I have been photographing my father since I became a photographer. It has been more important after I moved to Oregon and as he become older. I was never sure when the last time I would see him. The last I saw him was in the spring when he traveled from California enjoy an Oregon spring and take in the Rose Festival Parade, as I covered it for the Confederated Tribes of Grand newspaper Smoke Signals. He died on Nov. 3, after being taken to the hospital with a bladder issue.
At first he thought that photography was hobby and nothing to build a career, and I am sure that he was not too pleased when I decided that photography was something that I needed to pursue. The turning point was when he saw my first byline in the SFSU school newspaper when I had my first photo published on the front page. He looked and saw photo by Timothy J. Gonzales, looked up at me and said “I like that.”
My life hasn’t been an easy one. There have been more times than I care to bring up when I needed his support. His support was unwavering. Even when I felt that I was a complete failure, he never treated me this way. He was the safe harbor in the turbulent seas that has been my life.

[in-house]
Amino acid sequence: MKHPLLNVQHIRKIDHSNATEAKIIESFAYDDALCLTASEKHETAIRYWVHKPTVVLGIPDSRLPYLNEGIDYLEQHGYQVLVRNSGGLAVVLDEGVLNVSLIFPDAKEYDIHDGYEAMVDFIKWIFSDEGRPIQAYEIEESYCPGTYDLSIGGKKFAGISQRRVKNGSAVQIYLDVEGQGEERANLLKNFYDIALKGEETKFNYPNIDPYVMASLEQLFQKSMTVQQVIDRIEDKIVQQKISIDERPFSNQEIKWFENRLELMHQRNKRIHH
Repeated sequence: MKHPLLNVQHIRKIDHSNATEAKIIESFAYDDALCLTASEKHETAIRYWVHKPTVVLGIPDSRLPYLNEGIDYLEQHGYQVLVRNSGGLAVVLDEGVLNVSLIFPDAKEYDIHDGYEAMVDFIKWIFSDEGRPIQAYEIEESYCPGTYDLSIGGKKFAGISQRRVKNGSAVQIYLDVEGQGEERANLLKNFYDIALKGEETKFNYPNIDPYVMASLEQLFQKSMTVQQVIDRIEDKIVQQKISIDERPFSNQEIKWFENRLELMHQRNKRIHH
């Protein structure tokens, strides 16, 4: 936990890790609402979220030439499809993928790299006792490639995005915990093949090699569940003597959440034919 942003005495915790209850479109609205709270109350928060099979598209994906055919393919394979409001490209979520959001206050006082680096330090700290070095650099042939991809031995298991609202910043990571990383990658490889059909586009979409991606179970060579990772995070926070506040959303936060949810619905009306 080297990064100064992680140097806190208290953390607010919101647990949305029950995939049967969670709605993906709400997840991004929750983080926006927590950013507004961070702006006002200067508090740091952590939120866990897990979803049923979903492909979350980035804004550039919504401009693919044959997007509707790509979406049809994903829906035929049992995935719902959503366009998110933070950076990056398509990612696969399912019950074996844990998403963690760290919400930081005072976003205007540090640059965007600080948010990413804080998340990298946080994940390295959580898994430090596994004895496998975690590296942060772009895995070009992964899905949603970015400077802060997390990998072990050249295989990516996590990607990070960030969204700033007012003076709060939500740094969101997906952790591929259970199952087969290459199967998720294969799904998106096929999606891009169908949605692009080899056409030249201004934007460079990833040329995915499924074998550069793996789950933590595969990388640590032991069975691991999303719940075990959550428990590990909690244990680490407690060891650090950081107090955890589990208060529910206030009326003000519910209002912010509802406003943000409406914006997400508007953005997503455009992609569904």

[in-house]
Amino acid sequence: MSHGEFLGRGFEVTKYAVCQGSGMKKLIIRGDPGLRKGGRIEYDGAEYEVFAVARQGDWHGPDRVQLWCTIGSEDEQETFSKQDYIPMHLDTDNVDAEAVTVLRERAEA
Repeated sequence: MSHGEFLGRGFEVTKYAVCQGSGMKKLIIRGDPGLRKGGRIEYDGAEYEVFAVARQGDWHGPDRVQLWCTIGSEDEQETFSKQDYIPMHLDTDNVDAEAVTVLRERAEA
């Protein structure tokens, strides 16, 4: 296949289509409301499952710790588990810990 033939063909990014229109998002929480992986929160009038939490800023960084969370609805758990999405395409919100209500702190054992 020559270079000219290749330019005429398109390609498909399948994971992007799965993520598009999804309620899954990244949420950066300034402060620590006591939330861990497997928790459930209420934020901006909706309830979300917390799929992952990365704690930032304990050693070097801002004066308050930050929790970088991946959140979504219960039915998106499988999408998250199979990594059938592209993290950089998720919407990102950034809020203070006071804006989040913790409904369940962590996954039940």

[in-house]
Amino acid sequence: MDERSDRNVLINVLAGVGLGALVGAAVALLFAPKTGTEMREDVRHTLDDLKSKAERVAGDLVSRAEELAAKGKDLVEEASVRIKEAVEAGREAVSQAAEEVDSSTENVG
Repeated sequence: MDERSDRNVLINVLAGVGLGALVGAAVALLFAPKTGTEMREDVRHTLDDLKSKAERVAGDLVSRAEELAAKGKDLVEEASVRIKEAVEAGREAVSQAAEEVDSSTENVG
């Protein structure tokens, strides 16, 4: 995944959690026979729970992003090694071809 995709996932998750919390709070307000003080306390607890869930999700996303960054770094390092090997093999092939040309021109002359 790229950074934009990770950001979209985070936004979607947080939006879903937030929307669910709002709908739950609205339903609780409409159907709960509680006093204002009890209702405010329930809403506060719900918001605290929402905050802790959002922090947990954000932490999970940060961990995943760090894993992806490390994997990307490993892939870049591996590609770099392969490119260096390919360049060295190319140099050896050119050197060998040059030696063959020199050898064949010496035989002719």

I went to see you. The mortuary made arrangements and you were on a gurney, wrapped in a blanket. As I reached down to touch you, your skin was cold, as you had just been removed from the refrigerated unit where you were stored waiting for cremation. As I looked at you I recognized you as my father, but not the essence of who you were. I was looking at the vessel that carried your spirit, your kindness, your stubbornness, all the things that made you who you were.
I needed to see you before you are cremated. I stood next to you and had a chance to tell you how grateful and thankful that I was able to call you Dad. My only wish was that I could have said this before you died. Your death came so quickly and out of the blue. It was cathartic to say goodbye to you.
Then with my camera I took your final portrait.